Peru

Xstrata, a UK-registered company part of Glencore plc (an Anglo–Swiss commodity trading and mining company) is in court in London accused of hiring the Peruvian National Police (PNP) to oppress environmental protesters who were demonstrating against the Tintaya copper mine in a remote region of the Andes in 2012.

Nick Buxton

For anyone concerned with militarism, news of the terrorist attacks in Brussels brought a familiar sense of dread. We ache as we hear the stories of more innocent lives lost, and we feel foreboding from the knowledge that the bombings will predictably fuel new cycles of violence and horror in targeted communities at home or abroad. It creates the binary world that neocons and terrorists seek: an era of permanent war in which all our attention and resources are absorbed – and the real crises of poverty, inequality, unemployment, social alienation and climate crisis ignored.

Militarism is guns, armored tanks and drones, but it’s also a state of mind. Militarised mentalities have permeated many police forces and amplified dramatically the force of police violence against our communities.

Cesar Padilla, Observatory of Mining Conflicts in Latin America, OCMAL

It is not news to say that extractivism in Latin America has been imposing an increasingly deeper model of extraction and export. The competition to be a destination of mining, oil-reserves, forestry or fishing investment is a characteristic of the majority of the countries in the region.

However, extractavism is receiving increasing criticism from broad sections of society including academia and social movements.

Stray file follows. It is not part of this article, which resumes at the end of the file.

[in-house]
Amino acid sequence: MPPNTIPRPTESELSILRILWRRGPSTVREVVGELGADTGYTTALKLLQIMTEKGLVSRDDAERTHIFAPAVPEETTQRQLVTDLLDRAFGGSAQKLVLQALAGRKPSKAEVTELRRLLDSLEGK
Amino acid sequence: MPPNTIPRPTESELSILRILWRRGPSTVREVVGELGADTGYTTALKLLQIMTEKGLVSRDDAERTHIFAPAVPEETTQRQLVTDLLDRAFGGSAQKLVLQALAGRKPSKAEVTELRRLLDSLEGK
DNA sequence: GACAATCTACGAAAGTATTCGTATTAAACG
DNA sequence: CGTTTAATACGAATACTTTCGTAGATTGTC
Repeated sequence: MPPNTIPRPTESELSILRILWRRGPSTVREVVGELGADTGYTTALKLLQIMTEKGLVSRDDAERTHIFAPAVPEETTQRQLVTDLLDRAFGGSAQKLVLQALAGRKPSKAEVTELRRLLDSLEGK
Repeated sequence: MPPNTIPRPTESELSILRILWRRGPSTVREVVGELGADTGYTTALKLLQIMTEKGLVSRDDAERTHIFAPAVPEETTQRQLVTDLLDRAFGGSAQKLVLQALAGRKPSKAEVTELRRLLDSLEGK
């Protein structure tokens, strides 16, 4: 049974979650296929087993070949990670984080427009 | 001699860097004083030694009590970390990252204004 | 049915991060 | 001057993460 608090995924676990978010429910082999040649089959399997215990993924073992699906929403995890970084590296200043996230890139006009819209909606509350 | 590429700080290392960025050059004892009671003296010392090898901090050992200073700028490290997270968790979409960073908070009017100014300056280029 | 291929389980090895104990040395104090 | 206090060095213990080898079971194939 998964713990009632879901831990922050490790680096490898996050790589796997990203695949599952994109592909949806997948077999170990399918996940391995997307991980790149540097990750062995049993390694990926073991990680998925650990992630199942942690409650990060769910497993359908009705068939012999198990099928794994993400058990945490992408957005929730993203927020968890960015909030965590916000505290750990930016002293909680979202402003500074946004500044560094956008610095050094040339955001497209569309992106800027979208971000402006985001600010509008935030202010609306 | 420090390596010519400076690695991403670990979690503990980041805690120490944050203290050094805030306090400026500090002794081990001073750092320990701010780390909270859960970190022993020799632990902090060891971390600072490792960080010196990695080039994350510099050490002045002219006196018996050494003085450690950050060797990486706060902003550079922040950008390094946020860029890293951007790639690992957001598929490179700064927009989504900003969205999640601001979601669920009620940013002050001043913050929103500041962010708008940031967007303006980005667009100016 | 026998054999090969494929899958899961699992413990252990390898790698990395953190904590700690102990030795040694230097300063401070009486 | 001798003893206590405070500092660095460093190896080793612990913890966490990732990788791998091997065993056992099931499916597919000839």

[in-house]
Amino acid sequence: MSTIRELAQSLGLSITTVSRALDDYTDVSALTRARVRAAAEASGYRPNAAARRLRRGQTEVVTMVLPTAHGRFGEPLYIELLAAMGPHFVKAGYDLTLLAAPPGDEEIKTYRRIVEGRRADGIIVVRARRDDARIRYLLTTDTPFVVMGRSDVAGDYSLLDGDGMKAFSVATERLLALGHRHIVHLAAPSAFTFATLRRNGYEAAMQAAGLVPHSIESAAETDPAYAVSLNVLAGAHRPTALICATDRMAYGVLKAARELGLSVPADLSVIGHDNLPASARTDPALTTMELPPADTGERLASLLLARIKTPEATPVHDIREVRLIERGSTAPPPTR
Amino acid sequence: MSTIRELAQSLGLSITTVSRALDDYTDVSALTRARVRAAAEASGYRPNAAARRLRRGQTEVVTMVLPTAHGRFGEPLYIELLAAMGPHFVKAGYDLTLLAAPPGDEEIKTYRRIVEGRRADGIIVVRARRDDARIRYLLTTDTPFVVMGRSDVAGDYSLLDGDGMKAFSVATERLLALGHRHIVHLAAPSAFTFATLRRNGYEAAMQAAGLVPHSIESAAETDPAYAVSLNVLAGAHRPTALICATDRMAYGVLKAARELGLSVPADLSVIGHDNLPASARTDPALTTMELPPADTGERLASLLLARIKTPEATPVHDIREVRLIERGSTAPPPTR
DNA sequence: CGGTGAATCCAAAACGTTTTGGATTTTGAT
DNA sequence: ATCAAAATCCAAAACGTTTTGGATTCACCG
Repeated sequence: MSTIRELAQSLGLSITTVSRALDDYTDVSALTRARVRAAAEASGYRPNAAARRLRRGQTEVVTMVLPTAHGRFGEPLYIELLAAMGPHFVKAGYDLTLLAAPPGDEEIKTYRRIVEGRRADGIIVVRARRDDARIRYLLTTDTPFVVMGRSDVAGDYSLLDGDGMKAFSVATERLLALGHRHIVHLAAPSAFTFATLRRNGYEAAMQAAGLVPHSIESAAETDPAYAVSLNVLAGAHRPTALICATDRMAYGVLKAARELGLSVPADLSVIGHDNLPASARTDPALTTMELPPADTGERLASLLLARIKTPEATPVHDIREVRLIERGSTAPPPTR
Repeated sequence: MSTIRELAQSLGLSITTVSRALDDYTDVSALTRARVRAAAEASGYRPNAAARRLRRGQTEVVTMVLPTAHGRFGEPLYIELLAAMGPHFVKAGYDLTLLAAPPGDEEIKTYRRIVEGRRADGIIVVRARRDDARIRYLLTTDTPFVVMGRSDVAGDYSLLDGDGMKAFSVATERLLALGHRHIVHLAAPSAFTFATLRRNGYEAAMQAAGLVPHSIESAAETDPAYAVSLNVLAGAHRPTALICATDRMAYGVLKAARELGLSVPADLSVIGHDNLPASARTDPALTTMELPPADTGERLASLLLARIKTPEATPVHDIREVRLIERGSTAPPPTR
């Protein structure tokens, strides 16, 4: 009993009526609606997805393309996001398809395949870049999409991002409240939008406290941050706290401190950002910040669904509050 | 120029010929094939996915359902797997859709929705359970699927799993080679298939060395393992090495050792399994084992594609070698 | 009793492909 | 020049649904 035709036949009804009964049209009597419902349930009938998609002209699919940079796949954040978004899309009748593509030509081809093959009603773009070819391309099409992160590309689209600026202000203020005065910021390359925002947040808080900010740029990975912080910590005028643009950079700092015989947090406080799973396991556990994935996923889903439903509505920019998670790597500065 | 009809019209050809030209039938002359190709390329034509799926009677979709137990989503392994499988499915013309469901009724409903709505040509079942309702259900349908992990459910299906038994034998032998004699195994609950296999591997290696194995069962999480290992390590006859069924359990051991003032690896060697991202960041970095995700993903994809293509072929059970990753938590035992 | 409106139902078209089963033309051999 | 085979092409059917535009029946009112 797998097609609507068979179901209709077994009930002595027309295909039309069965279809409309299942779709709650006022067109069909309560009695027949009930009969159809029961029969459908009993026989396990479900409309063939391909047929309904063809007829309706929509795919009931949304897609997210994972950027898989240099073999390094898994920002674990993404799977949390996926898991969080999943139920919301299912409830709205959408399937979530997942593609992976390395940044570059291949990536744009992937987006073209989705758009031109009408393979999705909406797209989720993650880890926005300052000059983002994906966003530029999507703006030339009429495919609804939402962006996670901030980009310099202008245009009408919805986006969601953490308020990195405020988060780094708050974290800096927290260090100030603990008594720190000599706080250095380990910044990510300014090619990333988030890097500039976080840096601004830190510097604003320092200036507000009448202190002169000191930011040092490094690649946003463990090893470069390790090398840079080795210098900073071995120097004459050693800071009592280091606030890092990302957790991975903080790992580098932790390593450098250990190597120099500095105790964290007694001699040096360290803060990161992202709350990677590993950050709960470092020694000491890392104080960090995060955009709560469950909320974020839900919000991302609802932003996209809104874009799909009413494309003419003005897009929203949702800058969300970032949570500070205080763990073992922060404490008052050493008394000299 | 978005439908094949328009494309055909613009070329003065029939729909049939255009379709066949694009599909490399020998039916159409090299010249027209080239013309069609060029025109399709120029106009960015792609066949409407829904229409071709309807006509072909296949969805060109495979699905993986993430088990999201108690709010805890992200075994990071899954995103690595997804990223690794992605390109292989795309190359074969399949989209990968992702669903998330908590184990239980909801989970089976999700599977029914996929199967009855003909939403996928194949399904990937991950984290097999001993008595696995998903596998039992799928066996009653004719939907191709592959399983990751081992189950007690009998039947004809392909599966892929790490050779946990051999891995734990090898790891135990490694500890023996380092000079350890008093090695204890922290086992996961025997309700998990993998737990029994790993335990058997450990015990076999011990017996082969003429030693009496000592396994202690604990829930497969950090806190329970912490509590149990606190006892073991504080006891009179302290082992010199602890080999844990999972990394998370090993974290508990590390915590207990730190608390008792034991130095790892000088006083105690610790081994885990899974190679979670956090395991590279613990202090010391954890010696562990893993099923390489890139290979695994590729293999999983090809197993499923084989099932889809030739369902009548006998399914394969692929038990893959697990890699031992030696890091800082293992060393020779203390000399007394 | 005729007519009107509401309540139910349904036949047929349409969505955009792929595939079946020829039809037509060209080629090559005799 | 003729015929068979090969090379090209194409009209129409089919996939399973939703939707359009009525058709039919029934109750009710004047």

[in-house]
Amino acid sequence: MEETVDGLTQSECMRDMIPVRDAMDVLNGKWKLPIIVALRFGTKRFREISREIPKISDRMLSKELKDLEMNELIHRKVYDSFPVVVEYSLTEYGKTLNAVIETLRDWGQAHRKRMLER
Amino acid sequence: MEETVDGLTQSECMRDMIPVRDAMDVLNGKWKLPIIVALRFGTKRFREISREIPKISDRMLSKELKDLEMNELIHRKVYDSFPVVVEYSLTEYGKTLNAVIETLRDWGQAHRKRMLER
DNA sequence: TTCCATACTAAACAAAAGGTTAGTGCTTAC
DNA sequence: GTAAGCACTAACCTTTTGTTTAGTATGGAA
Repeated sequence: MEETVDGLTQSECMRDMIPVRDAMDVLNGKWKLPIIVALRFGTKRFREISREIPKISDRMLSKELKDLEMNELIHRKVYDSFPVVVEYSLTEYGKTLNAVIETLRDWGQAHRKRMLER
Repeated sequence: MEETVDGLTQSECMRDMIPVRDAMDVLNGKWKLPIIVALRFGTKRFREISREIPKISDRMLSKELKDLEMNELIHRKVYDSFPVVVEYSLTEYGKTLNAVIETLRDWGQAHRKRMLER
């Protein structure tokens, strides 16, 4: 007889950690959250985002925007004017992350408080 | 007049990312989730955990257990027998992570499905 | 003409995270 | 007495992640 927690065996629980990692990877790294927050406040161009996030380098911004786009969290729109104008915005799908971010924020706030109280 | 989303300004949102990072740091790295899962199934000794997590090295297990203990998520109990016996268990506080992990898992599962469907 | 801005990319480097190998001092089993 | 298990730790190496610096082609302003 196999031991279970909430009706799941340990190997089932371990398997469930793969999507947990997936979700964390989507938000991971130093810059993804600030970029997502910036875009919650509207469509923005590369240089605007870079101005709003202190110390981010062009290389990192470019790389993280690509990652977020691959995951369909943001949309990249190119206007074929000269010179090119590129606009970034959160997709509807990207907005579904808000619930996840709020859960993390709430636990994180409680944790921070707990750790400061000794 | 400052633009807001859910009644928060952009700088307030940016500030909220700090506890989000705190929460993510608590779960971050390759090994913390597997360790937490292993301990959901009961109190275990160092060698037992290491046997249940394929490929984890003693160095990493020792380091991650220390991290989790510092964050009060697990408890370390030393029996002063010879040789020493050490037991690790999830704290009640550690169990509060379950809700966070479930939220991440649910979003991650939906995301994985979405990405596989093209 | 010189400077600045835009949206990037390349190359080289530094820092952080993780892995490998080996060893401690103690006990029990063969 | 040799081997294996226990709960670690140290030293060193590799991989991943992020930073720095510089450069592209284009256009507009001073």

With global demand for natural resources increasing year on year, some of the world's poorest communities are having to fight hard to protect their environment and way of life. When protests and direct action do not work, many will try and get redress through the courts.

But when multinational companies decide that the costs of settling such cases are far less than the huge profits on offer, is justice being undermined?

Since April, indigenous communities have been protesting new laws passed by President García allowing for extensive oil drilling, logging, and the construction of hydroelectric dams in the Amazonian region of Peru. Tension grew this past weekend as police opened fire on peaceful protestors.

Peru

Placheolder image
26/05/1998 1 Conscription

conscription exists

The 1979 Political Constitution, amended in 1993, states in art. 270 that "National defence is permanent and integral. Every natural or legal person is obliged to participate in it, in accordance with the law." Military service is prescribed by the 8 November 1983 Law on Compulsory Military Service (D.L. 264) and the 16 November 1984 Regulation on Military Service (Supreme Decree 072-84-PCM). [4] [1]

The 12 November 1991 Law on National Mobilisation (D.L. 733) is thought still to apply.

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